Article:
The Golden Gate Bridge, around 2.7 km long, is visible crossing the opening of the bay into the Pacific Ocean between Marin County and the city of San Francisco – which can be seen at the tip of the southern peninsula in the centre of the image. Treasure, Angel and Alcatraz islands can be seen sticking out of the waters of the bay, with several bridges connecting its east and west shores. Several boats are also visible.

The bright green and yellow colours in the bottom right of the image are salt ponds and are part of the Don Edwards National Wildlife Refuge. Covering an area of around 120 sq km, the refuge contains salt marsh, mudflat and vernal pool habitats for millions of migratory birds and endangered species.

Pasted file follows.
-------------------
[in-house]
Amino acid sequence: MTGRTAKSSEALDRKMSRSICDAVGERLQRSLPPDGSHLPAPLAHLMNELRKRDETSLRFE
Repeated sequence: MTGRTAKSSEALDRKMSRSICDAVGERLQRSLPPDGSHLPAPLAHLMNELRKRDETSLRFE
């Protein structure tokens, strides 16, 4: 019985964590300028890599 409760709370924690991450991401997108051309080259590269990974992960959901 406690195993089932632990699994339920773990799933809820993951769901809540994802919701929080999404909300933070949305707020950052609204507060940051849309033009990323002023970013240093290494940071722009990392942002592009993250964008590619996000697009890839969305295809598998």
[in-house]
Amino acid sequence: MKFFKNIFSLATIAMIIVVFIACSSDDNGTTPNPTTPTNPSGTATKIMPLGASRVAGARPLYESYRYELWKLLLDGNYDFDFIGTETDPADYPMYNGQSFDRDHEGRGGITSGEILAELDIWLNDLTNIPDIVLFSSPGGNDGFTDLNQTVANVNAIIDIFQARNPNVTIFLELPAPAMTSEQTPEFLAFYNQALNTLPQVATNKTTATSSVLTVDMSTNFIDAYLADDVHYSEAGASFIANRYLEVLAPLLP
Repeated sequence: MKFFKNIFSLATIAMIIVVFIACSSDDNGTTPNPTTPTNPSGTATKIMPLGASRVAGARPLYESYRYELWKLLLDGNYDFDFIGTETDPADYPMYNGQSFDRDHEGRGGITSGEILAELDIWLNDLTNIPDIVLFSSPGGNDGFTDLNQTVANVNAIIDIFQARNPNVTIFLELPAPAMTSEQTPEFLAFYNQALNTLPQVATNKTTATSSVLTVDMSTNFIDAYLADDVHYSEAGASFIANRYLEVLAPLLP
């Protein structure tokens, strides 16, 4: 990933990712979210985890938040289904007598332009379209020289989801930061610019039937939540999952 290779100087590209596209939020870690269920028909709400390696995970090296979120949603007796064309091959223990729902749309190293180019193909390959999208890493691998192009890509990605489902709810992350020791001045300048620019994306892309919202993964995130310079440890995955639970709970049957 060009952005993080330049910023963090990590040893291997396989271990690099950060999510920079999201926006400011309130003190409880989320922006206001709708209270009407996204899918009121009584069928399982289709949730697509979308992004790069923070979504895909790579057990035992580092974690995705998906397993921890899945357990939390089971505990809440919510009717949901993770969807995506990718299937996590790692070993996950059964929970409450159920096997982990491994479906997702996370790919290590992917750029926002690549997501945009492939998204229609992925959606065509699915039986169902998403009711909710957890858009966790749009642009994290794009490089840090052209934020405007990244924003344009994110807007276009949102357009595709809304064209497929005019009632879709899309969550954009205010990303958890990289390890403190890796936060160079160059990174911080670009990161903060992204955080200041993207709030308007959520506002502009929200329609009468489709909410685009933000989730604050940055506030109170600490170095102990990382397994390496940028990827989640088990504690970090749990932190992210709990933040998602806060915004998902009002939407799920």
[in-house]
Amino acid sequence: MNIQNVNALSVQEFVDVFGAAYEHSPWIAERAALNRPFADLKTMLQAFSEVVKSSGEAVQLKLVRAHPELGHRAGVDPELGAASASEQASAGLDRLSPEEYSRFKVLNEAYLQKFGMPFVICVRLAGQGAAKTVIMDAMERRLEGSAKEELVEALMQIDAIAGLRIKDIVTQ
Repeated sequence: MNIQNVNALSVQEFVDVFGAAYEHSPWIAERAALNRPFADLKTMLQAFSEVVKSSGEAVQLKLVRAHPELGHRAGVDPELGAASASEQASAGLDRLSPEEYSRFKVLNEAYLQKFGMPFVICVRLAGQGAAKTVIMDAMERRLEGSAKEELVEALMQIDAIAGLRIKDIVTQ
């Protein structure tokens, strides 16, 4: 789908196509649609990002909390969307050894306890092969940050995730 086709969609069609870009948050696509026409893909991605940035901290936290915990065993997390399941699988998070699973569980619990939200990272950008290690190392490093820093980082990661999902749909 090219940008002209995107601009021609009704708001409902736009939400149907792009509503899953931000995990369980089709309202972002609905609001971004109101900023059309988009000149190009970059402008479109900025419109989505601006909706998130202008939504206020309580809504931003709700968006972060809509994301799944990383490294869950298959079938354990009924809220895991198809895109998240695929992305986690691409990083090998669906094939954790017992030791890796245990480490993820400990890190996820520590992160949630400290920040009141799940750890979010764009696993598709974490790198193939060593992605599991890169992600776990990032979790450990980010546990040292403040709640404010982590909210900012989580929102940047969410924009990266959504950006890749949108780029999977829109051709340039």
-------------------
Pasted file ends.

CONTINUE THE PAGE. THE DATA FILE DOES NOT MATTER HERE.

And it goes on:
Read more »

Blue Origin successfully lands both booster and crew capsule

TechCrunch:

[Yesterday] at its Texas launch facility, Blue Origin performed its most critical test to date. It performed a live separation test of its crew capsule from the rocket booster and everything performed as expected. The crew capsule fired its escape motor at the right time, sending the capsule higher than it ever has gone before. This successful test is a huge milestone for Jeff Bezos’ rocket company, which previously stated that if the test went well it could put the rocket company in position to become operational by the end of the year.

« Older posts

© 2021 Adventure Trend

Theme by Anders NorenUp ↑